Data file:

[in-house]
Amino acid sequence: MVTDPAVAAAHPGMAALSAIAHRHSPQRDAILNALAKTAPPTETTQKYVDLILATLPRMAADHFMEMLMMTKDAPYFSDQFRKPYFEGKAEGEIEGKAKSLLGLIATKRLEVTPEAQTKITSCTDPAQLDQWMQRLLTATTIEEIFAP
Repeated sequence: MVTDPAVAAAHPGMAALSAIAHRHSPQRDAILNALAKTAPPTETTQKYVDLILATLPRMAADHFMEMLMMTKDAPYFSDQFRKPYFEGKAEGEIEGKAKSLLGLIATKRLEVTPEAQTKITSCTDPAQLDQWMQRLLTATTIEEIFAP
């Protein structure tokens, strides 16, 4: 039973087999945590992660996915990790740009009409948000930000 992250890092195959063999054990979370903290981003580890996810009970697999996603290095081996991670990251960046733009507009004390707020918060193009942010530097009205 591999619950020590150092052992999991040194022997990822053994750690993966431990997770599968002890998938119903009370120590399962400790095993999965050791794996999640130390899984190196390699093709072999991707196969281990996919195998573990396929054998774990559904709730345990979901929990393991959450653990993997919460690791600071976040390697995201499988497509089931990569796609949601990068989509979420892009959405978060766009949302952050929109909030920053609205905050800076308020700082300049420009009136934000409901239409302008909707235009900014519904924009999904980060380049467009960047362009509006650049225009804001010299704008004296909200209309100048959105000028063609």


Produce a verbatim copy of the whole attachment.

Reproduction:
[in-house]
Amino acid sequence: MVTDPAVAAAHPGMAALSAIAHRHSPQRDAILNALAKTAPPTETTQKYVDLILATLPRMAADHFMEMLMMTKDAPYFSDQFRKPYFEGKAEGEIEGKAKSLLGLIATKRLEVTPEAQTKITSCTDPAQLDQWMQRLLTATTIEEIFAP
Repeated sequence: MVTDPAVAAAHPGMAALSAIAHRHSPQRDAILNALAKTAPPTETTQKYVDLILATLPRMAADHFMEMLMMTKDAPYFSDQFRKPYFEGKAEGEIEGKAKSLLGLIATKRLEVTPEAQTKITSCTDPAQLDQWMQRLLTATTIEEIFAP
């Protein structure tokens, strides 16, 4: 039973087999945590992660996915990790740009009409948000930000 992250890092195959063999054990979370903290981003580890996810009970697999996603290095081996991670990251960046733009507009004390707020918060193009942010530097009205 591999619950020590150092052992999991040194022997990822053994750690993966431990997770599968002890998938119903009370120590399962400790095993999965050791794996999640130390899984190196390699093709072999991707196969281990996919195998573990396929054998774990559904709730345990979901929990393991959450653990993997919460690791600071976040390697995201499988497509089931990569796609949601990068989509979420892009959405978060766009949302952050929109909030920053609205905050800076308020700082300049420009009136934000409901239409302008909707235009900014519904924009999904980060380049467009960047362009509006650049225009804001010299704008004296909200209309100048959105000028063609």